So, the process I described above works equally well with a "stateless" or "stateful" firewall. In both cases, your authenticator is called and its job is to return a User. That User is available as the "authenticated" user throughout the remainder of the request.

> Then, the User is "just an id" for what I have to process

I think (? but I could be misunderstanding) that there is a small misunderstanding about the purpose of the User object during authentication. In a high level, when you authenticate a request, Symfony wants some "object" that represents "the authenticated thing" (usually called User, but that doesn't really matter). This class doesn't need to be persisted to Doctrine and can look however you want.

Let's take an extreme example: you send a JWT that contains nothing more than a "user id". I would create a simple User class (or maybe you have a better name for your class in your app) that only contains the id. The class *does* need to implement UserInterface, but I'll talk about that more in a moment:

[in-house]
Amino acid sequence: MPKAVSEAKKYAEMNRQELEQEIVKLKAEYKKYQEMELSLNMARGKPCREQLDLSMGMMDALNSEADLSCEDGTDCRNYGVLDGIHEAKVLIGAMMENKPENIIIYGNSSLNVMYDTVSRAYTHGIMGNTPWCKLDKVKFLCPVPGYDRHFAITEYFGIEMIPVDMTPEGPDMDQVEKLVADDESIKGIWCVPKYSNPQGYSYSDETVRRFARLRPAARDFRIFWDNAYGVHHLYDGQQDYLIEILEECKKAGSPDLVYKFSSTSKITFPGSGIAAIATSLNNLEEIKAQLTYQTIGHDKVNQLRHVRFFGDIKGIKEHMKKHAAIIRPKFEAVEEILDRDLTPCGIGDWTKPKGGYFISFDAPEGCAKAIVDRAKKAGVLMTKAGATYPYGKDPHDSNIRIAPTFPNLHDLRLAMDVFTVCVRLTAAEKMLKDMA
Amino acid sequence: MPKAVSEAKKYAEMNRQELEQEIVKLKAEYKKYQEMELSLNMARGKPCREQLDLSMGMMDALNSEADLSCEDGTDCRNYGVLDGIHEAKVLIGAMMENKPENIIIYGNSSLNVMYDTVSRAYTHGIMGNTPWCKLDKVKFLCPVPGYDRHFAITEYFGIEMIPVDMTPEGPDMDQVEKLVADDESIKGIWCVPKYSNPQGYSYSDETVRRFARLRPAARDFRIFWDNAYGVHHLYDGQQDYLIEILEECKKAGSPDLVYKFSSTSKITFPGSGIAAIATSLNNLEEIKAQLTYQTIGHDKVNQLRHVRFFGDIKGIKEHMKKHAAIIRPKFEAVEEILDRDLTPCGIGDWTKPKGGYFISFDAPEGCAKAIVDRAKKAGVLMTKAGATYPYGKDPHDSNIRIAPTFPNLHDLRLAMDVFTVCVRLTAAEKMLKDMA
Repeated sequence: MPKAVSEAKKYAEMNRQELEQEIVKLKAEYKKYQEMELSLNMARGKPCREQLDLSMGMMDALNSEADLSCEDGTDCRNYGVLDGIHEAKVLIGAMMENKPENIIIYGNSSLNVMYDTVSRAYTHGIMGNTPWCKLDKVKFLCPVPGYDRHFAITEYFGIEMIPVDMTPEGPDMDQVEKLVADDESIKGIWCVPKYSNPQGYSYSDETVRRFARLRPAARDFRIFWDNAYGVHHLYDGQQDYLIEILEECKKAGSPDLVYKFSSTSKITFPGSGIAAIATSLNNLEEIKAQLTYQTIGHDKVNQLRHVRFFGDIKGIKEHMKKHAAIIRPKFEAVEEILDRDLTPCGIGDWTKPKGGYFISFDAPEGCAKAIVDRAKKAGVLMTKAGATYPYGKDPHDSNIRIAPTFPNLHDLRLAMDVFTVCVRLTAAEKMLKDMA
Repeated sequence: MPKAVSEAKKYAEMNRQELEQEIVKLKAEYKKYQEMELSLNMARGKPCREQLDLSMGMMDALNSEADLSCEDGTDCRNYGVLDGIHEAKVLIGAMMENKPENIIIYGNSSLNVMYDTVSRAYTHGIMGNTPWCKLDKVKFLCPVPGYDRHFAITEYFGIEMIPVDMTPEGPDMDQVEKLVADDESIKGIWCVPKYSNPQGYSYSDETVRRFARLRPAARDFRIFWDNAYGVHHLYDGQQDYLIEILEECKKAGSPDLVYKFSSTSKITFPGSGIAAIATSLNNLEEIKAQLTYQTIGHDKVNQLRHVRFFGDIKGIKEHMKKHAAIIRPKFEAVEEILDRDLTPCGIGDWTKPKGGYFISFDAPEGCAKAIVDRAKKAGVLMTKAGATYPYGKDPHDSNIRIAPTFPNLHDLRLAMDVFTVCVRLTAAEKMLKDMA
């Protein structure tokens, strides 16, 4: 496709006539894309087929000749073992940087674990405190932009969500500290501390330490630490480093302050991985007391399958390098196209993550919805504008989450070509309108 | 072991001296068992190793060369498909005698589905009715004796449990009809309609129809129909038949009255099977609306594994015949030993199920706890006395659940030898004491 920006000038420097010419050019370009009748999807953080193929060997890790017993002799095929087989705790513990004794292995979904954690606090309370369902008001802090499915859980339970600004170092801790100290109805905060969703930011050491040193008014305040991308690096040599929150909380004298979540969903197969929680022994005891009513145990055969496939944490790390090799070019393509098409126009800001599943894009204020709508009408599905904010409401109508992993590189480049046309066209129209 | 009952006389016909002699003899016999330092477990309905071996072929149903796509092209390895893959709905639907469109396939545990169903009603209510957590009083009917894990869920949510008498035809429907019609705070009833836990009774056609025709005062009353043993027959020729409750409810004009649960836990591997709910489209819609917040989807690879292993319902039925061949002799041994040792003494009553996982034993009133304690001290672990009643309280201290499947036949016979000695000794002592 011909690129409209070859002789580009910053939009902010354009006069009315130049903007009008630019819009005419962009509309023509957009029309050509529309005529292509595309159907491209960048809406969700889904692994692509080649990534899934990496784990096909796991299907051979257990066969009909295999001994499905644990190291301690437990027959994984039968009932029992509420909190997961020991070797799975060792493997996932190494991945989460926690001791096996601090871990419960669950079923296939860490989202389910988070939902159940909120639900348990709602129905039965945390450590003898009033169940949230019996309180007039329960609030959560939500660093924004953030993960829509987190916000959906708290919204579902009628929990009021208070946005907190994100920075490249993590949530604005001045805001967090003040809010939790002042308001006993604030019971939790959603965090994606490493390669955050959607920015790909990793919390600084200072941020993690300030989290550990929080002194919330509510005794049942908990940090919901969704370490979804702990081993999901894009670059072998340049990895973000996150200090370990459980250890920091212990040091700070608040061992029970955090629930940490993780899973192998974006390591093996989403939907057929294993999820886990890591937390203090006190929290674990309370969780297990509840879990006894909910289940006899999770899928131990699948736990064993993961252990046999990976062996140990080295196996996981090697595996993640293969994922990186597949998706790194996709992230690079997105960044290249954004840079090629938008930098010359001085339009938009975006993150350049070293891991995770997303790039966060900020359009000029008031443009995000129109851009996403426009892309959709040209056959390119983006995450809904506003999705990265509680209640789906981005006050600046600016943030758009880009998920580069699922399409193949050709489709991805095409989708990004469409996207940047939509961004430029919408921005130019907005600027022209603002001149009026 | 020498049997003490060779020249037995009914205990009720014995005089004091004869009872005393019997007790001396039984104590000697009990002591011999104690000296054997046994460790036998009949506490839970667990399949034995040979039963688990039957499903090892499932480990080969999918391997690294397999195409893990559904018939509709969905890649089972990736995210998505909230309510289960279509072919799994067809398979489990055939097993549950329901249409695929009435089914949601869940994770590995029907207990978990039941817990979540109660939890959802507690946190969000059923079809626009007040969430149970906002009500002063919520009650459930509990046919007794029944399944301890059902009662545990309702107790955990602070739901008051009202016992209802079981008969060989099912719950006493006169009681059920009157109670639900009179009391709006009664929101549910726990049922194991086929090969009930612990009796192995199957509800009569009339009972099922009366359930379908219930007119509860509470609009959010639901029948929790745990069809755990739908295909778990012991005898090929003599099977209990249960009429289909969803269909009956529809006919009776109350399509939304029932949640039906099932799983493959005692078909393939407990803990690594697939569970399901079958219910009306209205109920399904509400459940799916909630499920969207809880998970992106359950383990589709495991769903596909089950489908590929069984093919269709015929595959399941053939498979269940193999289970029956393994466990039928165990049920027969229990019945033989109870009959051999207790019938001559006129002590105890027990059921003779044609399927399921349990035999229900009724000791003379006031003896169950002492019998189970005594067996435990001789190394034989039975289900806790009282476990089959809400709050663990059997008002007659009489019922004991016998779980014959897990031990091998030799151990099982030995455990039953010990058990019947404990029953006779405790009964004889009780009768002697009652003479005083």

namespace App\Security;

use Symfony\Component\Security\Core\User\UserInterface;

class User implements UserInterface
{
private $id;

public function __construct(int $id)
{
$this->id = $id;
}

public function getId(): int
{
return $this->id;
}

public function getUsername()
{
// not really used in core - it's a visual identifier
// of your User, and in core, is only used in the web debug toolbar
return $this->getId();
}

public function getRoles()
{
// return any "roles" you want
// probably you are not using this, if your JWT
// contains only an id, so just return a single
// role that all users will have
return ['ROLE_USER'];
}

public function getPassword()
{
// meaningless - will never be called
}

public function getSalt()
{
// meaningless - will never be called
}

public function eraseCredentials()
{
// meaningless - will never be called
}
}

The UserInterface - unfortunately - requires several methods that are simply not needed. That's something that needs to be fixed in Symfony (the interface should be smaller) - we all know it, it's difficult to do without breaking backwards compatibility ;). Anyways, you DO need to have these methods, but you can ignore almost all of them. What this gives you is basically a small wrapper around the "id" in your JWT. It's effectively a PHP class that represents your JWT data. This is what you'll return from your authenticator.

Let me know if that makes sense!

Cheers!

Reply